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Reverse, then make a right

The only way to take control of your life, raise your standard of living and move beyond merely surviving is to create your own unique product or service that you offer to increasing numbers of people in exchange for the things of value that you desire. This simple formula applies to countries as well as people. A self-sufficient economy has its own products or services of value to export to the world. Similarly, a self-sufficient individual has something of value to exchange in the global marketplace. That thing of value is based on your natural talent, skill, or interest—in other words, your passion!

It’s not a sign of weakness to admit that you were wrong
In fact some say you’ll access strength that’s been there all along
It’s not the end of greatness to admit you might be lost
It’s greater to save time than to save face at any cost

It won’t invite disaster to admit when you don’t know
For only to the emptied cup will wisdom ever flow
It’s not the road to ruin to go back and start again
The options on the retraced path elude most average men

It’s not through compensation that you heal a victim’s heart
To listen and seek justice...that’s the best way you can start
And not by way of vengeance do true justice you invite
But actions that reverse your course, and serve to make things right.

A coaching client of mine once commented that she could never see herself conducting workshops about her passion the way I do because she didn’t feel smart enough, and that there were things she didn’t know.

“What would I do if someone asked me something I didn’t know?” she asked fearfully.

“Tell them you don’t know,” I replied.

I suggested she practice saying: “That’s a great question. I’m sorry, but honestly, I don’t have an answer to that, but if you give me your information, I’ll do some research and get back to you.”

Once I gave her that freedom, a whole new world of opportunities opened up! She became more confident to do speaking engagements and follow her passion.

Imagine that. That simple addition to her vocabulary

While it may be true, as Shakespeare said (through Lady MacBeth), that “what’s done cannot be undone,” I believe the effects of many of our actions and decisions in life can often be reversed. Embarrassment, failure, mistakes, hurts and many of the effects of our actions can be reversed if we’re willing to add a few words and ideas to our own vocabularies.

How would your life be affected if you added “I don’t know,” “I apologize,” “I was wrong,” “I need help,” and “How can I make it right?” to your life? Think about it.

Once I added those phrases to my own life, my own fear of speaking engagements subsided, relationships improved, sales increased, and customer approval ratings increased! As a result, freedom, that once-elusive concept that now allows me to follow my passion full-time, and see movies in the middle of the day, became reality! They freed me from the chains of ego, released me from the need to always be right, and introduced a humility that is at once empowering and disarming. It allowed me, and others with whom I dealt with, to move forward in a spirit of mutual respect, equality that fostered true cooperation and win-win outcomes for all parties. When all are seeking remedies that truly serve, heal and lift the society upward, many new, never-before-tried possibilities become evident.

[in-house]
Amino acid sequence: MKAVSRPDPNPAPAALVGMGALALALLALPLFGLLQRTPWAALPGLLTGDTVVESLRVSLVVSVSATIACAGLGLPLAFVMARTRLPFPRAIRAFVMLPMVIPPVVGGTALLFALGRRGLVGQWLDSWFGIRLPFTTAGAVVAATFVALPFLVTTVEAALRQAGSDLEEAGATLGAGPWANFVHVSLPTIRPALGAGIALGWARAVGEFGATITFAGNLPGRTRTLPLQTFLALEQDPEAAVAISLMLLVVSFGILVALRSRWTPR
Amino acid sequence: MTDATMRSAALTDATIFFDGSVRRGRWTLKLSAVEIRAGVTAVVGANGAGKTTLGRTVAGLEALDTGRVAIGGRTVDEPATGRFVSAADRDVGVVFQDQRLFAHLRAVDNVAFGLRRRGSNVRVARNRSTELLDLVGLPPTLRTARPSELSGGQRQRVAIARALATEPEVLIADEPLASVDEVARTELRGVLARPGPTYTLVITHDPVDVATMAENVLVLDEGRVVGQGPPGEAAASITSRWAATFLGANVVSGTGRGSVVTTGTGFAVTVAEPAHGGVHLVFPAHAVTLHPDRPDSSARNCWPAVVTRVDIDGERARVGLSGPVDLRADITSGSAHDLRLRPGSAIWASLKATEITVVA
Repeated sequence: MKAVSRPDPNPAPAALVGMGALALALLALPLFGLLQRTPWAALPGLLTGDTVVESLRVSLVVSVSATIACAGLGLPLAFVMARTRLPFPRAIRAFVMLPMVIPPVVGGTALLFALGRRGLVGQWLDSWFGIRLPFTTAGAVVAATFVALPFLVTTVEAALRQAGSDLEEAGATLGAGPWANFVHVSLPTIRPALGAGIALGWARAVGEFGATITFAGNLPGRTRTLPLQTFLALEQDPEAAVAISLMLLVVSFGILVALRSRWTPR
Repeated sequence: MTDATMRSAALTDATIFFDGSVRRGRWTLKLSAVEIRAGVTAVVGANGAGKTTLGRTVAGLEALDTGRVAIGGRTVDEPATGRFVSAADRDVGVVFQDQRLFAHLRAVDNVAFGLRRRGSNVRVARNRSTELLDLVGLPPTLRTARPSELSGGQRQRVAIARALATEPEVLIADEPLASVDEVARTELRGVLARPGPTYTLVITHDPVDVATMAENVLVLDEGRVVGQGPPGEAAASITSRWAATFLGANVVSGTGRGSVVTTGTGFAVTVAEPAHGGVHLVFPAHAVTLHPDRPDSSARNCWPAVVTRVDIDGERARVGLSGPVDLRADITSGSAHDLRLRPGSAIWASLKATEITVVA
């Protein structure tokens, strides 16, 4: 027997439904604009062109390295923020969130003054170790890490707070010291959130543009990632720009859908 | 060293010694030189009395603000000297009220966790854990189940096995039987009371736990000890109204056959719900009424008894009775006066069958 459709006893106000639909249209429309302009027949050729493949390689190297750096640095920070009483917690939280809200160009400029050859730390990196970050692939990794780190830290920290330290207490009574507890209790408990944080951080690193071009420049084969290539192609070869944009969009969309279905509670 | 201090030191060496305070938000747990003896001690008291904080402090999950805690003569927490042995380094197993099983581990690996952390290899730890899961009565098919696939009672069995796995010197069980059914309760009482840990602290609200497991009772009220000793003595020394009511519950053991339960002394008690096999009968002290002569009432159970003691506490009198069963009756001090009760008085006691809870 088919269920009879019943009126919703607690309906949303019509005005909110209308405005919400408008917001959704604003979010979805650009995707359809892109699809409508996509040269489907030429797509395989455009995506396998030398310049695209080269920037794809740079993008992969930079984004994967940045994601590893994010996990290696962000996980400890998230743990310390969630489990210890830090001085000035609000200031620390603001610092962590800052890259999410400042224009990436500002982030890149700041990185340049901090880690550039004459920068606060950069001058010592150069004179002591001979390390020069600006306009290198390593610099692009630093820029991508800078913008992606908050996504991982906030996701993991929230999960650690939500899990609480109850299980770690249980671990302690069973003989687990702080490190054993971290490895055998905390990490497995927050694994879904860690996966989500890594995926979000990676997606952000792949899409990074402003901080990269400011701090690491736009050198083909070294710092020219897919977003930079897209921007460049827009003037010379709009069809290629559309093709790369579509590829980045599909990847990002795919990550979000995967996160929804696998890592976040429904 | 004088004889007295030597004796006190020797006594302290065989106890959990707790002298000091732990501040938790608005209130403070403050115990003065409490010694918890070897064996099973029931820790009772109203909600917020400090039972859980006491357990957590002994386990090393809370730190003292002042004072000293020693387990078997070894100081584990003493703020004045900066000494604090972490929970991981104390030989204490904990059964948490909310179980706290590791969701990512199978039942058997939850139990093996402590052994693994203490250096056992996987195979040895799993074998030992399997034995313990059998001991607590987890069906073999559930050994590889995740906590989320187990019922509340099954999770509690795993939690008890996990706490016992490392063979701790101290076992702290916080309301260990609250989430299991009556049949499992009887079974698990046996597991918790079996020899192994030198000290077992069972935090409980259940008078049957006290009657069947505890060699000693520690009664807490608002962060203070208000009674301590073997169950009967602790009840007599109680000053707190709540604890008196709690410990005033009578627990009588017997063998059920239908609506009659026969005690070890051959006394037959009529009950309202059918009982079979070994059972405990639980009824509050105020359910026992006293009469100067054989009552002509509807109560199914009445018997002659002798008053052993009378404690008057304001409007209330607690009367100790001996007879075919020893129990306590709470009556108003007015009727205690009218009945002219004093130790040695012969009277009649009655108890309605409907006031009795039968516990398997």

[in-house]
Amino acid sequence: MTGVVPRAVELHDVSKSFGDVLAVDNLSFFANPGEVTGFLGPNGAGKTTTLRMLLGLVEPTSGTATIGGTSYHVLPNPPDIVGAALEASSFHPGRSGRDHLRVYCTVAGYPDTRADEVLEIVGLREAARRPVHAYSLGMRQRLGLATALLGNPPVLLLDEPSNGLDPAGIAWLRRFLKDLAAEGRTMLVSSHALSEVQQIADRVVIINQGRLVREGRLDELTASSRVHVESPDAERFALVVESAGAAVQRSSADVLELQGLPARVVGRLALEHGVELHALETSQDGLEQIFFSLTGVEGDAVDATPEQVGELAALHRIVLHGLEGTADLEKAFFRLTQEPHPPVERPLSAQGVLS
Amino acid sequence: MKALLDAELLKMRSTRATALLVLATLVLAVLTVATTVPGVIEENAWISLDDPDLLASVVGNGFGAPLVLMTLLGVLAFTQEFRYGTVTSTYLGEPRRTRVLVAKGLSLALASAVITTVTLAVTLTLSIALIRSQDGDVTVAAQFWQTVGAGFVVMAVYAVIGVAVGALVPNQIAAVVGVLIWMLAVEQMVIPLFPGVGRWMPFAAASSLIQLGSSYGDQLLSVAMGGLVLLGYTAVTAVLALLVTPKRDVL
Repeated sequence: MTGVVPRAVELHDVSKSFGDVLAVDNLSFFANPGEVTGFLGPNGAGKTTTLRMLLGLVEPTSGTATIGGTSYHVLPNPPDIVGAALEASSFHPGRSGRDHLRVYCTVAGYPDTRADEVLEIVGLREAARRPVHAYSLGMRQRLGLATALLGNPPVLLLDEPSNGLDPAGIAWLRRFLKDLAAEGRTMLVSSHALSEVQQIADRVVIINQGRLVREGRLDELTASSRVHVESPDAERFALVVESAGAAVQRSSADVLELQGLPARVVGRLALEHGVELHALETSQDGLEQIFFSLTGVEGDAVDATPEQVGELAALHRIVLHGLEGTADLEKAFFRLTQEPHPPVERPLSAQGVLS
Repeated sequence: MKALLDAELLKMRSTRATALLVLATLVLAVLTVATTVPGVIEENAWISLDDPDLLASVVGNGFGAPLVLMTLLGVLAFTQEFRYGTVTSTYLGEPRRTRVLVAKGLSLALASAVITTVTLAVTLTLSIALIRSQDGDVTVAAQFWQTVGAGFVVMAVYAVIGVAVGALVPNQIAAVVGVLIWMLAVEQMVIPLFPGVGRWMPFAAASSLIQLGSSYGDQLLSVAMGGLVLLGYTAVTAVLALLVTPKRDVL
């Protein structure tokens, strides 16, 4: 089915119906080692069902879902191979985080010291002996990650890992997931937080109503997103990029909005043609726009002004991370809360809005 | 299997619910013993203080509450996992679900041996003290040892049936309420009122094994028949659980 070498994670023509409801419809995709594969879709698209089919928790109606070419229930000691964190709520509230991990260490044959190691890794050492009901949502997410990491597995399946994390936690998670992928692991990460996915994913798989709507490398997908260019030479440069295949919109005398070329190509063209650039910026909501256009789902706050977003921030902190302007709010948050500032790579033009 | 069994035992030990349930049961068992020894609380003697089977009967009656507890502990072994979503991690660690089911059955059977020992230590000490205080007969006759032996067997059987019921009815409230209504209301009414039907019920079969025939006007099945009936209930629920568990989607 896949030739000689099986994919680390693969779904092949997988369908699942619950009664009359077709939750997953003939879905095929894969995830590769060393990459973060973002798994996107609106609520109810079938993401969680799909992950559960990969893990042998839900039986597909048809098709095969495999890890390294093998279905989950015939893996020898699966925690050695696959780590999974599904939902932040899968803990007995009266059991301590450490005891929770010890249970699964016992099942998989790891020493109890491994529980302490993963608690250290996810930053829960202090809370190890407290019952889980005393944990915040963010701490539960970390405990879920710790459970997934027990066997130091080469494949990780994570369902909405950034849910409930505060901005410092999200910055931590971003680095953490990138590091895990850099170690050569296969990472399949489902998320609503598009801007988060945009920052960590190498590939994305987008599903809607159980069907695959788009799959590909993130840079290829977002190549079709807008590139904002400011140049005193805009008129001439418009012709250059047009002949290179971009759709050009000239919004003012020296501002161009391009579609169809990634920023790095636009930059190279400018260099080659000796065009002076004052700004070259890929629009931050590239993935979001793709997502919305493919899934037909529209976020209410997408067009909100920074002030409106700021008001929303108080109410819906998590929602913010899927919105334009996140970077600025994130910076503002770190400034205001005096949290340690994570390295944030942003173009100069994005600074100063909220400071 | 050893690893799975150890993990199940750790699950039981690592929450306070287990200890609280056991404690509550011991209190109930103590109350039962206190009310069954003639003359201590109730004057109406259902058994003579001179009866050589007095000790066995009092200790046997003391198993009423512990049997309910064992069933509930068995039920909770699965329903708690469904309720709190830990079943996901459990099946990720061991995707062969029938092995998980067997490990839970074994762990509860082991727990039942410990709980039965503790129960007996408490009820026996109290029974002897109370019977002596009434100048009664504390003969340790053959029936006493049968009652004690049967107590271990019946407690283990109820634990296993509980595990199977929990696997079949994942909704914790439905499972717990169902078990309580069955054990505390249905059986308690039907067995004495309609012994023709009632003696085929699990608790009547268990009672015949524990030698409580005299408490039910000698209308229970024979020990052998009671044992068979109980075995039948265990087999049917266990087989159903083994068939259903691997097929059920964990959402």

While listening to an interview with the author of a book titled The Myth of Moral Justice: Why Our Legal System Fails to Do What’s Right, it occurred to me that those same phrases and the ideas behind them would also come in handy in seeking real justice for the families of victims of certain crimes. As the author suggested, in our society, we’ve mistaken compensation and retribution for remedy. Money and vengeance don’t soothe the victim. Payment does not soothe the heart. Punishment of a perpetrator does not bring back a lost loved one or help with the healing that needs to take place. It caters only to vengeful minds and hearts.

It might make our justice system more effective if, instead of reducing pain and suffering to monetary terms, we develop ways to “reverse and make a right!” Try it in your own life!

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Note: Ever wanted to direct your friends and family to a set of websites that said good things about Saipan? Do what I do: send them to!

Note: Fans and followers of Chicken Feathers and Garlic Skin: Diary of a Chinese Garment Factory Girl on Saipan may now find copies at Bookseller Bookstore in the Joe-Ten Plaza in Susupe or on, there’s a limited supply!

Note: For more tips on overcoming your fears, acting on your ideas, changing the game, and creating a passion-centered lifestyle, visit!

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Until next week, remember, success is a journey, not a destination!

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